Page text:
Do yourself a favor and do not read the synopsis for this book. It’s hard to avoid. I accidentally did it myself when I added this book to my virtual shelf. For some reason, marketing decided to spoil the first part of the book in the very first words of their blurb. I can only guess at why they did it (to hook people in? to lure them in with the taboo?) but for me it spoiled much of the mystery surrounding the first few chapters of the book. I would’ve liked to have figured things out myself. I don’t usually whine about spoilers, I know I’ve given too much away in many a review, but this is one time I wish I could go back and unread something. It’s also likely that it’s the only time you’ll ever hear me admit to sympathizing with hit and run posters who call me a dumbass and yell at me for giving away too much.
Anyway, I read this unabridged version narrated by Kirby Heyborne who does a mighty fine job with the dark, seedy, crazed characters who inhabit this story. He also gets the teens down just right in all of their confused, upset, grief stricken, mean spirited and vulnerable moments. I always knew who was “speaking” and after reading many audiobooks I’ve realized this is a skill that only a small, talented few possess. Kirby’s narration added another dimension to the story and kept me listening even through some of the sloggier moments.
Without giving too much away, this book is about a 16 year old boy named Joey. Joey lives a sheltered life with his mom. He gets straight A’s, plays in the school band and has a best friend. He’s basically a normal, well-adjusted kid. But then tragedy strikes and he’s forced to leave everything familiar behind to live with a father he’s never met. Joey’s life pretty much goes all to hell from this moment on. There is a huge mystery surrounding his father (which all the blurbs spoil – DON’T’ READ THEM!). His father comes off as an uncaring, mentally unstable, very strange guy who neglects Joey and makes his life extremely difficult. As the story unfolds we realize there’s a lot more to him and all of the strange behavior begins to make sense.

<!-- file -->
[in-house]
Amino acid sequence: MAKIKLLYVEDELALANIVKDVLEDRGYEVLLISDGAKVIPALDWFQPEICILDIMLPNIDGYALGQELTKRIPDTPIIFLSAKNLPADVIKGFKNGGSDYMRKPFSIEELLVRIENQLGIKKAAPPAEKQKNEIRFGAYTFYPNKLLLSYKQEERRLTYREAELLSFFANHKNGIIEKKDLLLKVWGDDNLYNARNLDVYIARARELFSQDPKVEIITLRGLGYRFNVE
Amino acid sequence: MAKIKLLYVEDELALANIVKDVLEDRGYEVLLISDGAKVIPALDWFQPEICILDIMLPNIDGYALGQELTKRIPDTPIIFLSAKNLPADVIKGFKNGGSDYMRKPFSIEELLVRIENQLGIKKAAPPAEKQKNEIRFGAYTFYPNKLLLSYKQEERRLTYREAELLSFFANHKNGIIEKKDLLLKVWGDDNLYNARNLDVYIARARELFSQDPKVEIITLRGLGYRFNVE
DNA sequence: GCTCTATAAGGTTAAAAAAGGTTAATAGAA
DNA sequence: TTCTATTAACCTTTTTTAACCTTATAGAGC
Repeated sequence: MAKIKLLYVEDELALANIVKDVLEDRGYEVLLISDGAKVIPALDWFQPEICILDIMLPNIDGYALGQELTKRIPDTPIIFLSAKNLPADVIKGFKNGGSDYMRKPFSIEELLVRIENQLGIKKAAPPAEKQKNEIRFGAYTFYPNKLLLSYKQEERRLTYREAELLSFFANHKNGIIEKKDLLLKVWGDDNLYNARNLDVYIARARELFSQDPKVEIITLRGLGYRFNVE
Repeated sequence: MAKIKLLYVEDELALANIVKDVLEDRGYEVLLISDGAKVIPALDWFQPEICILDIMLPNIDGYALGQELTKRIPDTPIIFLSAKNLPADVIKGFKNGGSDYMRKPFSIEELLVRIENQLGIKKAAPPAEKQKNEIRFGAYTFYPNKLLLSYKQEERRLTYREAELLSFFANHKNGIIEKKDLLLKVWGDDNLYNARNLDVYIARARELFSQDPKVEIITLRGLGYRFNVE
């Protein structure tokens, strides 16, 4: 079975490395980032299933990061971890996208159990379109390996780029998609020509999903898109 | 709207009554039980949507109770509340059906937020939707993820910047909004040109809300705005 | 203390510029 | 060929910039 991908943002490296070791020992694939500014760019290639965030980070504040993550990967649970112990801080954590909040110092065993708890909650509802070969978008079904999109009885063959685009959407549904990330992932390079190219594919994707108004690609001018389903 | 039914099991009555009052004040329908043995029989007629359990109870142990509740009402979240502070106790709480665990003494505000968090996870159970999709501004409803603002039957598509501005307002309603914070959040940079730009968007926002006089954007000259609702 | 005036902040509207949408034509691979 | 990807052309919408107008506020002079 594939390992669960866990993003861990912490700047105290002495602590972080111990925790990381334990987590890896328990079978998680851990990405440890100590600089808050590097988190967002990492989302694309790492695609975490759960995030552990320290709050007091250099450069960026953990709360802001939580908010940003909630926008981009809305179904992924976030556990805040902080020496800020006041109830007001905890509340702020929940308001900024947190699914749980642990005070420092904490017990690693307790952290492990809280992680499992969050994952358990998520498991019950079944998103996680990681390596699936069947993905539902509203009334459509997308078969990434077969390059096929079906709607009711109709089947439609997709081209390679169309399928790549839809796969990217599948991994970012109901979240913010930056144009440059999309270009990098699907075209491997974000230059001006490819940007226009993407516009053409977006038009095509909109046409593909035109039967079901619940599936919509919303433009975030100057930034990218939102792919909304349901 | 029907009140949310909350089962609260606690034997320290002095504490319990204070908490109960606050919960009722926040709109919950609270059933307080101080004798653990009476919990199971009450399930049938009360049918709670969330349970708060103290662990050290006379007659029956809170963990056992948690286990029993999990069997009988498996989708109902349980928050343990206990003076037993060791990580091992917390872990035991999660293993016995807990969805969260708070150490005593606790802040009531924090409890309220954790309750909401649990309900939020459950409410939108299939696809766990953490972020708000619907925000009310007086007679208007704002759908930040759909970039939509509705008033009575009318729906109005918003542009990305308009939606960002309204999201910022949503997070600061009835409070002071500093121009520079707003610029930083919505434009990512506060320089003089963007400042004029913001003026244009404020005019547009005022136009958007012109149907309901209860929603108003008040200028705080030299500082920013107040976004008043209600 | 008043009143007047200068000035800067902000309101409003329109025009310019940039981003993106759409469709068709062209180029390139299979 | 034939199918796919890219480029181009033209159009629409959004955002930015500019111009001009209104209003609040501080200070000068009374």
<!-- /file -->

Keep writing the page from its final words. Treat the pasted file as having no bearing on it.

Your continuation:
This book was dark and dirty and quite mean and I could not tear myself away from it even when things got a little slow here and there. I had so many questions I needed answered (and I got them all too!). I found Joey to be a well-developed and sympathetic character. He evolves into a different person when he is forced to adapt to a situation that is disturbingly strange and he manages to hold it together better then I could’ve at his age. Many reviews seem to be bothered by the fact that Joey didn’t seek out any sort of outside help (regarding the bullying) but I understood his tendency to endure and deal with it all himself. It’s hard to read though and probably isn’t a book for everyone.
I thought the underlying storyline was unique. It blends the nightmare of high school with the real life horror that awaits Joey when he arrives at his dad’s shack and learns his secrets. It’s about humanity, impulse, wanting to belong and to be loved and accepted while being forced to hide in the shadows and shun society. There is an odd cast of characters inhabiting the pages; outsiders by choice, some mentally unstable, and some on the edge of insanity. It was fascinating reading about these people. The end goes a bit too over the top suspense-wise for my liking with a big storm of the century adding tension to an already tense confrontation. But that’s just me. I don’t care for action scenes overmuch. Despite those minor nitpicks, this is an audiobook worth picking up if you don’t mind reading about some things that might turn your stomach a bit.